Monday, February 15, 2016

February  ...   In the Garden

This month's post comes a wee bit late.  It seems the weather may cooperate with me as the trusty Groundhog couldn't even see a glimpse of his shadow this month.  To say the least, I have been busy. I am cleaning this month.  Spring cleaning, so to speak.  I won't really have time when Spring actually arrives.  It's better to roll the sleeves up now and finish all those half started projects from late Fall.

Today the sun is shining and it is supposed to be up to 58 degrees.  I noticed yesterday the little buds on all the trees swelling up.  Spring is soon to follow.  This time of year is when I do most of my pruning and cleaning up what our previous season has left for me. 

Oh my,..its already the 15th of February.  And I keep hearing Mother Nature whispering in my ear.  Bring flowers and they will come.  So last weekend we actually had sunshine and I am hoping the same for this one.  Our phone calls have doubled in the past week and everybody is ready for the Spring to set down her foot and stay until glorious SUMMERtime.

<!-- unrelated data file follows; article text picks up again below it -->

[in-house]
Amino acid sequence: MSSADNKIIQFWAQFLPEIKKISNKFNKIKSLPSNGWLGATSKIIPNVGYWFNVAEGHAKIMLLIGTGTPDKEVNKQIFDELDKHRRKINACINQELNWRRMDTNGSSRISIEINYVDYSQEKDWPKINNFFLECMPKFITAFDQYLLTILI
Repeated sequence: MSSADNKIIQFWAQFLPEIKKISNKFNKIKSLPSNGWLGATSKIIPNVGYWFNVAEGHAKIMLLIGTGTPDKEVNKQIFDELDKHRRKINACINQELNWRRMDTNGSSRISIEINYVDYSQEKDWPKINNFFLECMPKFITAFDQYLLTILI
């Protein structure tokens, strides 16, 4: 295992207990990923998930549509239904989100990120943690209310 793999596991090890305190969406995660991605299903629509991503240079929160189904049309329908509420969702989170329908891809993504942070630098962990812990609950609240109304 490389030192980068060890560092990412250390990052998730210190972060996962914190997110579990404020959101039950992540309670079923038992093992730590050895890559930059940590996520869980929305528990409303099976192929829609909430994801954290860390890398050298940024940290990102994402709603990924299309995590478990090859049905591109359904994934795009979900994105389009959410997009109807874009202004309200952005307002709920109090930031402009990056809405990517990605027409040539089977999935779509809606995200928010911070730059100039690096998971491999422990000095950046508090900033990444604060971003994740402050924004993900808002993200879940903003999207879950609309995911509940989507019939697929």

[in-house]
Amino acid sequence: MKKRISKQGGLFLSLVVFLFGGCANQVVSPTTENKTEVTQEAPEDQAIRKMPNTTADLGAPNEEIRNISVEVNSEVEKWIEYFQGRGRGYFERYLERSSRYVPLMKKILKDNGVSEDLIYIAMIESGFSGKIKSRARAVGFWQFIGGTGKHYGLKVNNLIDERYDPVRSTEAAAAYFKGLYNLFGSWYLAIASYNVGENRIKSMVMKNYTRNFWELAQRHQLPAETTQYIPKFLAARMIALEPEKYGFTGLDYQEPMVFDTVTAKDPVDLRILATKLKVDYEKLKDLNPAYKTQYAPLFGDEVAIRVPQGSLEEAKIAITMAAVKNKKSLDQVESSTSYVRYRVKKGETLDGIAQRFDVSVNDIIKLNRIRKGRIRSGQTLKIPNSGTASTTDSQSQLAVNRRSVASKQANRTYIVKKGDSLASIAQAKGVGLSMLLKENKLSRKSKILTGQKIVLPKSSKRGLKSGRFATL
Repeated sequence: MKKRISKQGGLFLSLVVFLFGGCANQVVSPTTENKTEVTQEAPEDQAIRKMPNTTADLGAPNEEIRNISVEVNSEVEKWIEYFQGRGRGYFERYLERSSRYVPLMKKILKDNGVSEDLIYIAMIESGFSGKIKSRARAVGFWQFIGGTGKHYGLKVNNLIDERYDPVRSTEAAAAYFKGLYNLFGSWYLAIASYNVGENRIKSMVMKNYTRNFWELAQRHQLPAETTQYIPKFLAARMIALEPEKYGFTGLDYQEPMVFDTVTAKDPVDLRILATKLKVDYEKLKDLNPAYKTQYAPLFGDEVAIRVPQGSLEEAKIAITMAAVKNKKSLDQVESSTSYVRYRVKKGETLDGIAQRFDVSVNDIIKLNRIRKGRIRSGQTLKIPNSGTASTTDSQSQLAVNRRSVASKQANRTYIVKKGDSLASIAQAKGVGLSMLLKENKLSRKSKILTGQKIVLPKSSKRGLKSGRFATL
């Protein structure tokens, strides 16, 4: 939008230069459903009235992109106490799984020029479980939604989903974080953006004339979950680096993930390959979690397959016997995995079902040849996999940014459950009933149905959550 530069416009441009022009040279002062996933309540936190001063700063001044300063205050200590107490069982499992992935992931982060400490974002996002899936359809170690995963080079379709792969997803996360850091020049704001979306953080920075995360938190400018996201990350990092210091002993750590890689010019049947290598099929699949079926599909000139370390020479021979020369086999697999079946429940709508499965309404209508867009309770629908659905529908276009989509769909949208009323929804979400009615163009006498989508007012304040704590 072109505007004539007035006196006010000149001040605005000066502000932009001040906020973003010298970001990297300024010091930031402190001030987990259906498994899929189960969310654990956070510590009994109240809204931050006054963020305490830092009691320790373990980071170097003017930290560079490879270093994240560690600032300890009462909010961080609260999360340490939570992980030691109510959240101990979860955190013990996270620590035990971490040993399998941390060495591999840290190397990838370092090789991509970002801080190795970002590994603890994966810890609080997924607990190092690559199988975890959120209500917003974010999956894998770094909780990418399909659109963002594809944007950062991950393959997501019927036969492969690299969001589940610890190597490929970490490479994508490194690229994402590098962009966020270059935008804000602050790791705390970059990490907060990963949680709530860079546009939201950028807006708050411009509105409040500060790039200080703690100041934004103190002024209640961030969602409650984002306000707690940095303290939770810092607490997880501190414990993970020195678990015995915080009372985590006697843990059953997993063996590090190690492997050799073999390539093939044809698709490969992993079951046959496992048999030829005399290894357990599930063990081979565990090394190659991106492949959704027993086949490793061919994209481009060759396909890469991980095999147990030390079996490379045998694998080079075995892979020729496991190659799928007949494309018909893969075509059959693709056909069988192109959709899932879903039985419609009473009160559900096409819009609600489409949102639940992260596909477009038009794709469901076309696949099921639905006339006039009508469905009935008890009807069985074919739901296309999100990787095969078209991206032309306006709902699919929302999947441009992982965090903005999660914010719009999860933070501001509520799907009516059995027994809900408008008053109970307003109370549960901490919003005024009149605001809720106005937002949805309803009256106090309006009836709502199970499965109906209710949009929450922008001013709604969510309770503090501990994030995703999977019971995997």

This month in the garden you can prepare your beds and watch your little crocuses and daffodils, hyacinths and tulips start to peek above the dirt.  You can give these a layer of fresh mulch if you like or just let them rear their pretty little heads above ground without so much as an early weeding.  These are bulbs.  They do pretty well on their own.

Your early blooming perennials should be coming out of dormancy as well.  Things like Astilbe, Dicentra, Poppy, Aruncus, Dianthus, and Hemerocallis should just be starting to show some new foliage this time of year.  If it's unusually cold, you may not see them until the first of March.  This year, however, they are already starting to break ground.  If you absolutely CANNOT wait for the first spots of color to come on the scene, there is always primroses and pansies to satisfy cold loving annual planters.

This month you will begin seeing seed potatoes, asparagus, and summer blooming bulbs in stores.  This is the best time to pick up Dahlia, Crocosmia, and other late summer bloomers.   You can also get a jump on your fruit garden by planting strawberries, bare root cane berries, and also fruit trees this time of year.  This gives them ample opportunity to become established and produce same season.   

I guess that is about it for February gardening.  If you still want more outdoor activities, think about making a homemade nesting ground for our most important pollenizers. BEES.  Or put up some winter food for the birds in your neighborhood.  You can even research and put together a plant list to attract hummingbirds or butterflies.  Also great pollenizers!  See which one of your garden buddies can put out the most perfect pollenization plan.

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